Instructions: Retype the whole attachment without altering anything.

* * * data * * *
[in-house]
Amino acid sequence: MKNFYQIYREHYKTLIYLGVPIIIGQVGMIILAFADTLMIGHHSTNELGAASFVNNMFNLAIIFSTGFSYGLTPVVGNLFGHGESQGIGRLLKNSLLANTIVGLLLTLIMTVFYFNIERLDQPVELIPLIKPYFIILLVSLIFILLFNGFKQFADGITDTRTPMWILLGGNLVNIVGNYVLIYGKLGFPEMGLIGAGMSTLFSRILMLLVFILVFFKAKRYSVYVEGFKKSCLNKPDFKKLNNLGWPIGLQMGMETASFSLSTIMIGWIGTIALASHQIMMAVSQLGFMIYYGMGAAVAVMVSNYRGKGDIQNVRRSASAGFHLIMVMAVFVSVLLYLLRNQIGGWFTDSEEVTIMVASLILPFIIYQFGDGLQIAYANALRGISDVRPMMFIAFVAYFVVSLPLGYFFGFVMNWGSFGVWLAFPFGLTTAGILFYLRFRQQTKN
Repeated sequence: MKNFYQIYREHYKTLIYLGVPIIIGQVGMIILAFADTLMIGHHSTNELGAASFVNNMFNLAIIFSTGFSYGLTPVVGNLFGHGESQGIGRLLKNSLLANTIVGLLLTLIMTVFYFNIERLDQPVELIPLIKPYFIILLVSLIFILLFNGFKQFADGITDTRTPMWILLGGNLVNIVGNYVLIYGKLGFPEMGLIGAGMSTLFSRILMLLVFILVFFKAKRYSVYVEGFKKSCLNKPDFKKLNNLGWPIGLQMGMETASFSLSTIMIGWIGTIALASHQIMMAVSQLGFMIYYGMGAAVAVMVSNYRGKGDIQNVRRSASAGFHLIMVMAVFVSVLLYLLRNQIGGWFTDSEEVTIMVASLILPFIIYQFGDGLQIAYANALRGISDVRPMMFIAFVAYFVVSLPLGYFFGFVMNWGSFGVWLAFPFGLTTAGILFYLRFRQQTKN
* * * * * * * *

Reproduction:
[in-house]
Amino acid sequence: MKNFYQIYREHYKTLIYLGVPIIIGQVGMIILAFADTLMIGHHSTNELGAASFVNNMFNLAIIFSTGFSYGLTPVVGNLFGHGESQGIGRLLKNSLLANTIVGLLLTLIMTVFYFNIERLDQPVELIPLIKPYFIILLVSLIFILLFNGFKQFADGITDTRTPMWILLGGNLVNIVGNYVLIYGKLGFPEMGLIGAGMSTLFSRILMLLVFILVFFKAKRYSVYVEGFKKSCLNKPDFKKLNNLGWPIGLQMGMETASFSLSTIMIGWIGTIALASHQIMMAVSQLGFMIYYGMGAAVAVMVSNYRGKGDIQNVRRSASAGFHLIMVMAVFVSVLLYLLRNQIGGWFTDSEEVTIMVASLILPFIIYQFGDGLQIAYANALRGISDVRPMMFIAFVAYFVVSLPLGYFFGFVMNWGSFGVWLAFPFGLTTAGILFYLRFRQQTKN
Repeated sequence: MKNFYQIYREHYKTLIYLGVPIIIGQVGMIILAFADTLMIGHHSTNELGAASFVNNMFNLAIIFSTGFSYGLTPVVGNLFGHGESQGIGRLLKNSLLANTIVGLLLTLIMTVFYFNIERLDQPVELIPLIKPYFIILLVSLIFILLFNGFKQFADGITDTRTPMWILLGGNLVNIVGNYVLIYGKLGFPEMGLIGAGMSTLFSRILMLLVFILVFFKAKRYSVYVEGFKKSCLNKPDFKKLNNLGWPIGLQMGMETASFSLSTIMIGWIGTIALASHQIMMAVSQLGFMIYYGMGAAVAVMVSNYRGKGDIQNVRRSASAGFHLIMVMAVFVSVLLYLLRNQIGGWFTDSEEVTIMVASLILPFIIYQFGDGLQIAYANALRGISDVRPMMFIAFVAYFVVSLPLGYFFGFVMNWGSFGVWLAFPFGLTTAGILFYLRFRQQTKN